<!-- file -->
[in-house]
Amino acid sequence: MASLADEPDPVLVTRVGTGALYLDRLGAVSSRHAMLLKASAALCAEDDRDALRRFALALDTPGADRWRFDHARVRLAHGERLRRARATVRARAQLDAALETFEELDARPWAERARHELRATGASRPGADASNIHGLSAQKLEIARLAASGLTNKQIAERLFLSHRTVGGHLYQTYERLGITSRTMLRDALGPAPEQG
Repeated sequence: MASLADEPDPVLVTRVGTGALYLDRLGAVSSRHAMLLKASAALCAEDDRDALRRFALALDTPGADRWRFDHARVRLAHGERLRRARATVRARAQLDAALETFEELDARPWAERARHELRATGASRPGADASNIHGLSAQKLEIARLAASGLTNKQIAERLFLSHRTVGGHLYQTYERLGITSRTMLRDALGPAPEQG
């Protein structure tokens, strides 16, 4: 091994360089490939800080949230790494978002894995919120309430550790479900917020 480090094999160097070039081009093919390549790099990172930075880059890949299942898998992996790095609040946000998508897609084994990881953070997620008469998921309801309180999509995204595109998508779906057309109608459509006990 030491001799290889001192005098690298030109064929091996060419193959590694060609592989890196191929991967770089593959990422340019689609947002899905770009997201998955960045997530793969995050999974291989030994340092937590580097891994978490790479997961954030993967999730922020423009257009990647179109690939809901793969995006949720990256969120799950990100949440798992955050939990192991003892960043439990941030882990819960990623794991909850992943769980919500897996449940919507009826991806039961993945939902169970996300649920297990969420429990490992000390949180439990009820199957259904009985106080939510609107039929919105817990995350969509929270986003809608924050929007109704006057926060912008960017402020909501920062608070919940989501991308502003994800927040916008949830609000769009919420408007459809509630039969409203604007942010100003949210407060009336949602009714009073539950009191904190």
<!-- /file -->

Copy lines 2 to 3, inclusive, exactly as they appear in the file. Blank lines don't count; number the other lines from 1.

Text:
Amino acid sequence: MASLADEPDPVLVTRVGTGALYLDRLGAVSSRHAMLLKASAALCAEDDRDALRRFALALDTPGADRWRFDHARVRLAHGERLRRARATVRARAQLDAALETFEELDARPWAERARHELRATGASRPGADASNIHGLSAQKLEIARLAASGLTNKQIAERLFLSHRTVGGHLYQTYERLGITSRTMLRDALGPAPEQG
Repeated sequence: MASLADEPDPVLVTRVGTGALYLDRLGAVSSRHAMLLKASAALCAEDDRDALRRFALALDTPGADRWRFDHARVRLAHGERLRRARATVRARAQLDAALETFEELDARPWAERARHELRATGASRPGADASNIHGLSAQKLEIARLAASGLTNKQIAERLFLSHRTVGGHLYQTYERLGITSRTMLRDALGPAPEQG